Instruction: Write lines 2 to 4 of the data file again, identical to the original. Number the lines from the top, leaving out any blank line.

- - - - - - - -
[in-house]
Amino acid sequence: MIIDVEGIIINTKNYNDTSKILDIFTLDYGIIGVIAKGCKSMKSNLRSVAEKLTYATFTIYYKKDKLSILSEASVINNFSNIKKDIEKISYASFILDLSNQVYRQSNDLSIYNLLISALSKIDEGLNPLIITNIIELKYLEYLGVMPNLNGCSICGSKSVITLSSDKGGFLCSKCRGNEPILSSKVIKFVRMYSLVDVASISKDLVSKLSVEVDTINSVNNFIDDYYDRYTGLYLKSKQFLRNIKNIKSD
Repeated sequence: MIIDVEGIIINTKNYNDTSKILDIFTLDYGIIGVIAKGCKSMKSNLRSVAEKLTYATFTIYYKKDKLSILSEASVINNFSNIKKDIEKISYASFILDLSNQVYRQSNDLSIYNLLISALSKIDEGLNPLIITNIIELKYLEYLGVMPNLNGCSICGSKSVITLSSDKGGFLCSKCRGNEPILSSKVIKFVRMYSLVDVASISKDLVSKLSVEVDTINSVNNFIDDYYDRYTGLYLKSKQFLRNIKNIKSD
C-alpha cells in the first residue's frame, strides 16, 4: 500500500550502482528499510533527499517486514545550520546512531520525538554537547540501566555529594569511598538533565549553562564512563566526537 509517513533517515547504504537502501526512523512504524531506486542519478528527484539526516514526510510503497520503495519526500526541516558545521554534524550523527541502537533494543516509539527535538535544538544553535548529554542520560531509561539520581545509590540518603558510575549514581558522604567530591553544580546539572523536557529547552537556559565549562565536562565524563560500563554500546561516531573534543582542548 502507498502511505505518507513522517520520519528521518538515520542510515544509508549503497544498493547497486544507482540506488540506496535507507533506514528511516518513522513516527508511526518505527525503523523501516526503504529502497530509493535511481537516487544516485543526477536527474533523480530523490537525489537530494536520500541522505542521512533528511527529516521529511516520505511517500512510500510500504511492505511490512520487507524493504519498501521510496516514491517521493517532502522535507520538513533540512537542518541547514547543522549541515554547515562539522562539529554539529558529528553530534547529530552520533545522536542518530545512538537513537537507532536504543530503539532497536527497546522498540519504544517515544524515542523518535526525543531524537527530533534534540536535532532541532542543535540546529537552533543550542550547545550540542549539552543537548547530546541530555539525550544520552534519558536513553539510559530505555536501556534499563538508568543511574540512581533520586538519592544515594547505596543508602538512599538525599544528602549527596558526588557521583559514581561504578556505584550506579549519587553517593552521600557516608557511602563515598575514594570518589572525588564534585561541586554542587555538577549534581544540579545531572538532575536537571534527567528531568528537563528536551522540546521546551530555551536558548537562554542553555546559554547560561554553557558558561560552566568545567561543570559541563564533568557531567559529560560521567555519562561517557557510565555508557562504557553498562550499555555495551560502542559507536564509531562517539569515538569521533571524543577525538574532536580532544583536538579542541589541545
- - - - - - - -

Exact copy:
Amino acid sequence: MIIDVEGIIINTKNYNDTSKILDIFTLDYGIIGVIAKGCKSMKSNLRSVAEKLTYATFTIYYKKDKLSILSEASVINNFSNIKKDIEKISYASFILDLSNQVYRQSNDLSIYNLLISALSKIDEGLNPLIITNIIELKYLEYLGVMPNLNGCSICGSKSVITLSSDKGGFLCSKCRGNEPILSSKVIKFVRMYSLVDVASISKDLVSKLSVEVDTINSVNNFIDDYYDRYTGLYLKSKQFLRNIKNIKSD
Repeated sequence: MIIDVEGIIINTKNYNDTSKILDIFTLDYGIIGVIAKGCKSMKSNLRSVAEKLTYATFTIYYKKDKLSILSEASVINNFSNIKKDIEKISYASFILDLSNQVYRQSNDLSIYNLLISALSKIDEGLNPLIITNIIELKYLEYLGVMPNLNGCSICGSKSVITLSSDKGGFLCSKCRGNEPILSSKVIKFVRMYSLVDVASISKDLVSKLSVEVDTINSVNNFIDDYYDRYTGLYLKSKQFLRNIKNIKSD
C-alpha cells in the first residue's frame, strides 16, 4: 500500500550502482528499510533527499517486514545550520546512531520525538554537547540501566555529594569511598538533565549553562564512563566526537 509517513533517515547504504537502501526512523512504524531506486542519478528527484539526516514526510510503497520503495519526500526541516558545521554534524550523527541502537533494543516509539527535538535544538544553535548529554542520560531509561539520581545509590540518603558510575549514581558522604567530591553544580546539572523536557529547552537556559565549562565536562565524563560500563554500546561516531573534543582542548 502507498502511505505518507513522517520520519528521518538515520542510515544509508549503497544498493547497486544507482540506488540506496535507507533506514528511516518513522513516527508511526518505527525503523523501516526503504529502497530509493535511481537516487544516485543526477536527474533523480530523490537525489537530494536520500541522505542521512533528511527529516521529511516520505511517500512510500510500504511492505511490512520487507524493504519498501521510496516514491517521493517532502522535507520538513533540512537542518541547514547543522549541515554547515562539522562539529554539529558529528553530534547529530552520533545522536542518530545512538537513537537507532536504543530503539532497536527497546522498540519504544517515544524515542523518535526525543531524537527530533534534540536535532532541532542543535540546529537552533543550542550547545550540542549539552543537548547530546541530555539525550544520552534519558536513553539510559530505555536501556534499563538508568543511574540512581533520586538519592544515594547505596543508602538512599538525599544528602549527596558526588557521583559514581561504578556505584550506579549519587553517593552521600557516608557511602563515598575514594570518589572525588564534585561541586554542587555538577549534581544540579545531572538532575536537571534527567528531568528537563528536551522540546521546551530555551536558548537562554542553555546559554547560561554553557558558561560552566568545567561543570559541563564533568557531567559529560560521567555519562561517557557510565555508557562504557553498562550499555555495551560502542559507536564509531562517539569515538569521533571524543577525538574532536580532544583536538579542541589541545